Spending cuts are only fashionable among opposition parties. No Government likes to be seen as cutting back on public services or the creation of public jobs. While the Conservatives have been warning for some months that tight financial controls will have to be introduced following the bailout of the banks, it was only recently that Gordon Brown and his Labour Government could bring themselves to admit that the public money supply would be dramatically cut in the years to come.
Now the Prime Minister has gone further and pledged to introduce a Bill that would commit any future Government to halving the UK's huge public debt within four years. It is a Bill and a concern that he is unlikely to have to worry about, since it will not come into effect until after a General Election and he is odds on to lose that. Indeed, given the speed with which some of his senior colleagues are distancing themselves from him, it seems that he is the only one who believes Labour stands any chance in the next election.
No matter which party is in power, the bills will have to be paid and the UK has been racking up record debts over the past year and will do for several years to come. Of course there is always waste in public spending, but the level of debt facing the country is so huge that normal efficiencies will not come anywhere near meeting it. On top of tax rises the public is going to notice quite severe cuts in public spending right across the board.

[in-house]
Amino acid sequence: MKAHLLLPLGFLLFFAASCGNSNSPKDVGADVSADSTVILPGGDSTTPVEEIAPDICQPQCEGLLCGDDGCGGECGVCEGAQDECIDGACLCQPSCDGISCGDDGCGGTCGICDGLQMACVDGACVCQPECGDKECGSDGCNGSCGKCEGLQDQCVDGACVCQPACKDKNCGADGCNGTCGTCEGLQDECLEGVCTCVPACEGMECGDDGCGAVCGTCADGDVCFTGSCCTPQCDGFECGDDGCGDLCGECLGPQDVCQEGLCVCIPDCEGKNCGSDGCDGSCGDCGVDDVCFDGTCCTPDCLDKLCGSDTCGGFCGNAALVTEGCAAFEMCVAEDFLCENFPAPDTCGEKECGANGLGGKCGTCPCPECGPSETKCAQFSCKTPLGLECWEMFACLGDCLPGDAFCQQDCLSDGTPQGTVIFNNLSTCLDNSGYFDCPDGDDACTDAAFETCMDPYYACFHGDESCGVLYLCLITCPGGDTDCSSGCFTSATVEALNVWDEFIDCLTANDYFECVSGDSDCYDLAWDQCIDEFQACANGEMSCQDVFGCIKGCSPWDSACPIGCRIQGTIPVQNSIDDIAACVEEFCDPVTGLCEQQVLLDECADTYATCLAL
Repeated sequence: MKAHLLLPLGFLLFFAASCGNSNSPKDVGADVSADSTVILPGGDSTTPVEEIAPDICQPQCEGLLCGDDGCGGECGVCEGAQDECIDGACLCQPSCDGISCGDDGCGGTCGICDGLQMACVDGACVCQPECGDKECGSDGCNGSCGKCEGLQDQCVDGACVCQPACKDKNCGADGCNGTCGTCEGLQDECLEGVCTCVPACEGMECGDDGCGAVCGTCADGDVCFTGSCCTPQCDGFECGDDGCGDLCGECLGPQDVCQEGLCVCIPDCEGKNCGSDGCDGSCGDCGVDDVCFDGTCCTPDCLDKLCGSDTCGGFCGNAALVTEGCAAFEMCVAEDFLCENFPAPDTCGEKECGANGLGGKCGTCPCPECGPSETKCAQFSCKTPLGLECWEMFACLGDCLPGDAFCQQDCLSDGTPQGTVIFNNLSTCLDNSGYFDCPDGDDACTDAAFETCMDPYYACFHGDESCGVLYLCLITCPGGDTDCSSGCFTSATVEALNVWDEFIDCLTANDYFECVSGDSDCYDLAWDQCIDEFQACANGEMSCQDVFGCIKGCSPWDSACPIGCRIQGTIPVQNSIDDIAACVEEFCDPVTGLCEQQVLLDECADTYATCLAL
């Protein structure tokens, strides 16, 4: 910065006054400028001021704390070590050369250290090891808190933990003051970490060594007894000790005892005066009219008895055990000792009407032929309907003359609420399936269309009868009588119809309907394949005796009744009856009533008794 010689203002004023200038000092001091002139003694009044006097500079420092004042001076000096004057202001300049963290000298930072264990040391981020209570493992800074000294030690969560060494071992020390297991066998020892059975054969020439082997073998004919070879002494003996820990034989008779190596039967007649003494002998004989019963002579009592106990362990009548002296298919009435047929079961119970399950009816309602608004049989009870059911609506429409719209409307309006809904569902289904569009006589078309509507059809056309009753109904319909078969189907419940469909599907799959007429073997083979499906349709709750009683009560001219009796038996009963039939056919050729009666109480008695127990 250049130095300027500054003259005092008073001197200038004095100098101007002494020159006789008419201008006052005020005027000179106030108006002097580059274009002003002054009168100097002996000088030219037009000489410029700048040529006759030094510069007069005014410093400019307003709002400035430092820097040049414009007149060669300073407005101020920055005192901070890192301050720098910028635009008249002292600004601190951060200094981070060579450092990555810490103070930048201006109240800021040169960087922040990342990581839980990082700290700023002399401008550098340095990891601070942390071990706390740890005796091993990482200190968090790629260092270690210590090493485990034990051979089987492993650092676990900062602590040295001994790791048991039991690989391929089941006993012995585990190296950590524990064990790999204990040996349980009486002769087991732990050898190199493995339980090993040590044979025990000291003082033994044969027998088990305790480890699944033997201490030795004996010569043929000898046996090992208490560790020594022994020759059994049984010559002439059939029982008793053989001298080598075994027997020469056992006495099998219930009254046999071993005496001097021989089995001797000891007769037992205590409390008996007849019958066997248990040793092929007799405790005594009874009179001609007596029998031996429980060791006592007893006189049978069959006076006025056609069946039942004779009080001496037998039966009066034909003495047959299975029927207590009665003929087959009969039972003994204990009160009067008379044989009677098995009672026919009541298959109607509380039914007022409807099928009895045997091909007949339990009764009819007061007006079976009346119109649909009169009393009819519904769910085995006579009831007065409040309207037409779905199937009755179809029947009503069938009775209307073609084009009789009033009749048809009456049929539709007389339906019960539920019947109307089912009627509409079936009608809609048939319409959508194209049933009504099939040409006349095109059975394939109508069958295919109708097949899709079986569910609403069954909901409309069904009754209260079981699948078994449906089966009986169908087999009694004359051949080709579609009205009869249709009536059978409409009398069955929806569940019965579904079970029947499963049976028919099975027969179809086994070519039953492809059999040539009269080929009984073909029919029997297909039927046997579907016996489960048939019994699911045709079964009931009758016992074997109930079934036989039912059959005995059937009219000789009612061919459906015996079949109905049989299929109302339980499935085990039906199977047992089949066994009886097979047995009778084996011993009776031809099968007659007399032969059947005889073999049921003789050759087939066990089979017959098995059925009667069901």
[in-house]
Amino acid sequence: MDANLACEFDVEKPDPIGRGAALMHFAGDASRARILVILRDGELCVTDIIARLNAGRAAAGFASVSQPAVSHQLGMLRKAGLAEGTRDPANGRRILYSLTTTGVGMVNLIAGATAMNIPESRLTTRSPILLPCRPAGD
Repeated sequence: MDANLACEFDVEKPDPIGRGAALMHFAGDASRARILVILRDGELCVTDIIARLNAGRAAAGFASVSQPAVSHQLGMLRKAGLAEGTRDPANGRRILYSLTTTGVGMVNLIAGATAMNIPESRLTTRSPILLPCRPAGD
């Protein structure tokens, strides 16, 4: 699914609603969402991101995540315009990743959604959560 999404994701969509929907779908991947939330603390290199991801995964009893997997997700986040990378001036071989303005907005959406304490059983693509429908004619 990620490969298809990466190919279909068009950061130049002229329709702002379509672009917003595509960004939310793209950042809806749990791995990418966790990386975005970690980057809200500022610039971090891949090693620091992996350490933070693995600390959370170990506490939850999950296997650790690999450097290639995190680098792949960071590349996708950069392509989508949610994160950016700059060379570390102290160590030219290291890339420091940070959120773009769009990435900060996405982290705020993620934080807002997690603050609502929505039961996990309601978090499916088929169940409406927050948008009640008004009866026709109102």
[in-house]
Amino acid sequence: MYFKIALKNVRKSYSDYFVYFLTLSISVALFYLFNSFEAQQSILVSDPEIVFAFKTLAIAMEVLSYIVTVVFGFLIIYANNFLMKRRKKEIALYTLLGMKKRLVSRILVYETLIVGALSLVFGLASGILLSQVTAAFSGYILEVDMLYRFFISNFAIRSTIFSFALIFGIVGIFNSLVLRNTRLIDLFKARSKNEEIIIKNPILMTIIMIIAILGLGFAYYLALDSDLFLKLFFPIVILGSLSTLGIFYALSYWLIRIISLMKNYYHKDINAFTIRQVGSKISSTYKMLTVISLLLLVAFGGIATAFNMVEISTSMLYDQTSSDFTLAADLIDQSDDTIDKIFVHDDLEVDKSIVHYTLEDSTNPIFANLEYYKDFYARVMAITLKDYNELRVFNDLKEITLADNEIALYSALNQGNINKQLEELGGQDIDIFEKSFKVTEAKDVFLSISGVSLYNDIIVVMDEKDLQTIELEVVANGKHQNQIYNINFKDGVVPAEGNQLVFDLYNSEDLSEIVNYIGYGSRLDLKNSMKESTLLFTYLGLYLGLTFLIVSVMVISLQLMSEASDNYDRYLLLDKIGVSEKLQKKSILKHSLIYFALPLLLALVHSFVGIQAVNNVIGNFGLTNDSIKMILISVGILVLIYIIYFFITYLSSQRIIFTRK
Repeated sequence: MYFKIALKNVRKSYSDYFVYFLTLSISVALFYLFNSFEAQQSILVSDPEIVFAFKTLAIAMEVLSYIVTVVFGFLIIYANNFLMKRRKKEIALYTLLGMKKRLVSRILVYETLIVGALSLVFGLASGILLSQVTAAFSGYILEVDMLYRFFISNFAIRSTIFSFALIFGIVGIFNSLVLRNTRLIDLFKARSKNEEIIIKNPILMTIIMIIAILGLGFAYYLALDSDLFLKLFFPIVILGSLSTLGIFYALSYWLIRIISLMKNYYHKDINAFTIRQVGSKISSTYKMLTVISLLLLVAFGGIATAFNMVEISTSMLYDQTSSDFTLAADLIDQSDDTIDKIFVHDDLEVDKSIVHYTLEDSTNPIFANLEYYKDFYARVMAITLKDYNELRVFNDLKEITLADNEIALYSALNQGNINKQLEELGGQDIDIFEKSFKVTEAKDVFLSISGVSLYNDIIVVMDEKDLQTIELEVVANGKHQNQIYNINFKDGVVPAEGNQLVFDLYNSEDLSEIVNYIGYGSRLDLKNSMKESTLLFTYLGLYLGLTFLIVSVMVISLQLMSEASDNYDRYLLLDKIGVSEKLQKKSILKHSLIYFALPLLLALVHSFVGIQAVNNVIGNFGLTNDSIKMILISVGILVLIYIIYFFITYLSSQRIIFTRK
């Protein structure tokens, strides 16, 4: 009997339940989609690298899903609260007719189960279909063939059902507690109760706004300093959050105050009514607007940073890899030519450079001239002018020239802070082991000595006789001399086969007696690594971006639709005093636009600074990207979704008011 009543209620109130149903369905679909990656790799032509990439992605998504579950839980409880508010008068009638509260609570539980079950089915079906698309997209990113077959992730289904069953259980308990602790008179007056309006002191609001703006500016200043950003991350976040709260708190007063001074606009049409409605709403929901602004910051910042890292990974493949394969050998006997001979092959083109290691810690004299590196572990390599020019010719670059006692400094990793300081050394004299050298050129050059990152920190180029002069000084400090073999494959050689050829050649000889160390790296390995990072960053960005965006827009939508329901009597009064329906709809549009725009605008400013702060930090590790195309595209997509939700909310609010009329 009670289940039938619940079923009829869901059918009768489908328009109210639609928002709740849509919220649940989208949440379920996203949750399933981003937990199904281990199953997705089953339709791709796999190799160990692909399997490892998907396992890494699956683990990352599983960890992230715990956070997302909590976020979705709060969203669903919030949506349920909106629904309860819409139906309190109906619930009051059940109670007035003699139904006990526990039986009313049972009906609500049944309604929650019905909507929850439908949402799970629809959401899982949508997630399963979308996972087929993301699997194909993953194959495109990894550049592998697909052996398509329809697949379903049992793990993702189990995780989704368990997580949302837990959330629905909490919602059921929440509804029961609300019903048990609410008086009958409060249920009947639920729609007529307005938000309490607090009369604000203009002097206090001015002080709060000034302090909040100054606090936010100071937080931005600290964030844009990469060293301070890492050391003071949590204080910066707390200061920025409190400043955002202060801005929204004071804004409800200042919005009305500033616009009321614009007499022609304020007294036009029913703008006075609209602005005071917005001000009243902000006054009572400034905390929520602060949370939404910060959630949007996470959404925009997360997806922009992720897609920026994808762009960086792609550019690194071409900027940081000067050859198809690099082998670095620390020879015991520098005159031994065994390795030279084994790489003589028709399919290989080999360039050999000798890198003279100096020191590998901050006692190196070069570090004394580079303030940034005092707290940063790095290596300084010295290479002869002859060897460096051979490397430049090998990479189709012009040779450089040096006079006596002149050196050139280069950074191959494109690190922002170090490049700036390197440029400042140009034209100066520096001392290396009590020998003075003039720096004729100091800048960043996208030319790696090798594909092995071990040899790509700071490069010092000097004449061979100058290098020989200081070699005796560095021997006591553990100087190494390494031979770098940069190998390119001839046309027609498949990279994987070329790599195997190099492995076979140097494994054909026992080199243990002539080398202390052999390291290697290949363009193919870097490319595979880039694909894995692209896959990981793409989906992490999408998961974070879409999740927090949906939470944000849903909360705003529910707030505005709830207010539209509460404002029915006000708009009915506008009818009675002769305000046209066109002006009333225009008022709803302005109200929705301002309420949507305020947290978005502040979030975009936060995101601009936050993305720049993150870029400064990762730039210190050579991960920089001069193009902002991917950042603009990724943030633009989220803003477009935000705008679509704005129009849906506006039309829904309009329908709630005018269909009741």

And Northern Ireland will not escape the pain. It is particularly vulnerable since it is dependent on the bloc grant from Westminster and has no tax raising authority of its own.
Given the size of the public sector here and the dependence on the local economy on public spending, the politicians at Stormont face an unenviable task in carving up a diminishing cake.
Already Finance Minister Sammy Wilson has identified savings of £370m that need to be made to balance the books and has asked the various departments to examine their budgets to see where savings can be found. There is no doubt that Northern Ireland is over-governed with an Executive, Assembly and raft of district councils for a population not much over 1.6m people.
The nature of the Executive with its four main partners means that there is often party political bickering rather than mature consensus government. This has led many people to question the effectiveness of the power-sharing administration in tackling difficult issues such as education, policing, justice or housing. In the months and years ahead the politicians will have to put their petty jealousies behind them and work out agreed solutions to the economic problems facing them or have solutions imposed from outside.
From the public's point of view, however, the bottom line is there must be a full and frank public debate in Northern Ireland about spending cuts. This is no time for backroom carve-ups that exclude the taxpayer.